The landscape of my garden of languages was designed during early childhood. The focal fountain, from which I would forever be nurtured, loved & comforted by, is Spanish. As the language of my heritage, it stood to reason that it be the one at the center of my jardín.
It was important to the original jardineros, mis padres, that a ﬁrm foundation be set before adding any other ﬂowers or bushes. Mami taught me to read using a Biblia. We attended misa instead of mass. I had mi primera comunión rather than my ﬁrst communion. I watched novelas with my Mamita Rosita before getting hooked to soap operas with Papi. The background of all my family ﬁestas was sure to be Colombian cumbias and salsa. Those closest to me, my village, all communicated with me en español.
In kindergarten, I would add to my linguistic landscape by learning the lingua franca of my family’s adopted home, the US of A. My teachers, classmates, books, and music sprinkled a bounty of seeds in my English garden, where different dialects, registers & accents blossomed alongside each other in colorful harmony.
Further seeds were sprouted by Papi, who would see to it that language learning was fun. There are recordings of how I would mix français and español long before I ever set foot in a classroom. After reading Shōgun by James Clavell, Papi took to 日本語 (Japanese) everything. Thus, he ensured that I leverage what I had learned to communicate with shopkeepers, wait staff and other community members whenever the occasion presented itself.
As the years passed I began planting my own roses, bushes, and trees via Brazilian and Italian music, Bollywood ﬁlms, and homestays in the Land of the Rising Sun. The latter served as a catalyst to majoring in Asian Studies, where I focused on Japan and China. My travels, whether business or pleasure have provided a multitude of stones for my garden as well. As I’m sure you know, stones do not grow, much like my ﬂuency, however, they serve as a reminder of my experiences and the phrases I have picked up along the way. These stones allow me to reﬂect upon the countless people I have had the honor of conversing with, who will forever remain a part of my life.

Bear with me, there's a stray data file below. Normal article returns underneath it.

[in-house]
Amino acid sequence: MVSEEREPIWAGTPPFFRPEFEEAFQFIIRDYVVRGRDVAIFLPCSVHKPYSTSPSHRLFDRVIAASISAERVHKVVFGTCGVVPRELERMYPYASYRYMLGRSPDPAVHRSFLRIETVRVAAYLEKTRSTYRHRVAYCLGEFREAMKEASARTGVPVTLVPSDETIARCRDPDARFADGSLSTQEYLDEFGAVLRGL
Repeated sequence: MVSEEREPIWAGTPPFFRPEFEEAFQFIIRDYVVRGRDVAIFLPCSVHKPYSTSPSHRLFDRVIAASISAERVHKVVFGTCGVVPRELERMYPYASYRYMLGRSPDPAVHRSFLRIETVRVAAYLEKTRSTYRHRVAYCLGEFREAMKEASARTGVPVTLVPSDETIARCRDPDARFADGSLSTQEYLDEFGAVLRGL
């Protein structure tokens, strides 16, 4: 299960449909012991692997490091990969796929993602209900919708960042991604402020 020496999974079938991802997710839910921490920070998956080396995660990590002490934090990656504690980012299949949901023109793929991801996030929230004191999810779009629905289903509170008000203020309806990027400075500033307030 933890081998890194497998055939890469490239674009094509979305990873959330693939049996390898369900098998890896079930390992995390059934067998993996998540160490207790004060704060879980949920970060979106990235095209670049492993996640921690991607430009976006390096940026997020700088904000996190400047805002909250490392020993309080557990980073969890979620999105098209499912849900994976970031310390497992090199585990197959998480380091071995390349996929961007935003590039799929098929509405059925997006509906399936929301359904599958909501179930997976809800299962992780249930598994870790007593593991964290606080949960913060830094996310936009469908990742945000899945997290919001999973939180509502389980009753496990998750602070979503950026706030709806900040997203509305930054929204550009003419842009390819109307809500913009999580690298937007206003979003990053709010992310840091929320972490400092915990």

The attention given to the my Asian linguistic life was nurtured by the historical 二世(Nisei – 2nd gen Japanese-American) and 三 世 (Sansei – 3rd gen Japanese-American) community I grew up in, pursuit of higher education and most of all my eleven year immersion as a guest & permanent resident of the Sinophone world. These experiences allowed me to build bridges, much like those in a zen garden, to connect what some consider to be identical cultures. The pavilions you ﬁnd within may look similar to the unfamiliar eye, but upon further examination their designs, rooftops, and layout reveal unique architectural masterpieces.
The greatest pleasure for me is knowing the effort put forth into tending my garden means that I don’t require other gardeners to take care of it for me. There is no middle man, nothing lost in translation, nor any fear of the unknown, and visitors are always welcome to share their own green thumb expertise. One of my favorite memories is of a young Indonesian staff member at a hotel in Albuquerque. I had stayed there repeatedly within months and remembered the experience as if it was yesterday. I used one of my stones to greet her and thanked her for the body of work she put forth, in her native Bahasa Indonesian. Her reaction to hearing her native terima kasih (thank you) was incredible. It allowed for further dialogue about my own travels to her homeland & my experience with Indonesians in Hong Kong, which were what ultimately allowed me to identify her as Indonesian. Our exchange further opened the door to learning more about her origins and what life trials and tribulations she faced in the Land of Enchantment.
Language brings with it much more than conversation. Immersive travel brings with it more than language. Combine the two and it is possible to attain a more authentic understanding of our fellow human beings. Hence, my motivation to continue collecting stones and planting seeds. My quest is never ending. Much like a garden, languages need to be cultivated. They must be watered (practiced), trimmed (studied), cleared of weeds (building proﬁciency) and receive endless rays of sunlight (respected).
The truth is that while my garden and all its various ﬂora enhances my life tenfold, it is when I give others a rose or a stone that it genuinely comes to life. The euphoria I feel when visitors stop by my garden, be it for a cup of tea, meditation, or simply to tour the grounds, the time spent on this craft proves its worth as a lifelong investment.
How much have you invested in your own garden? Can you see the ﬂowers blooming? Have the hedges started taking shape? If not, why not?
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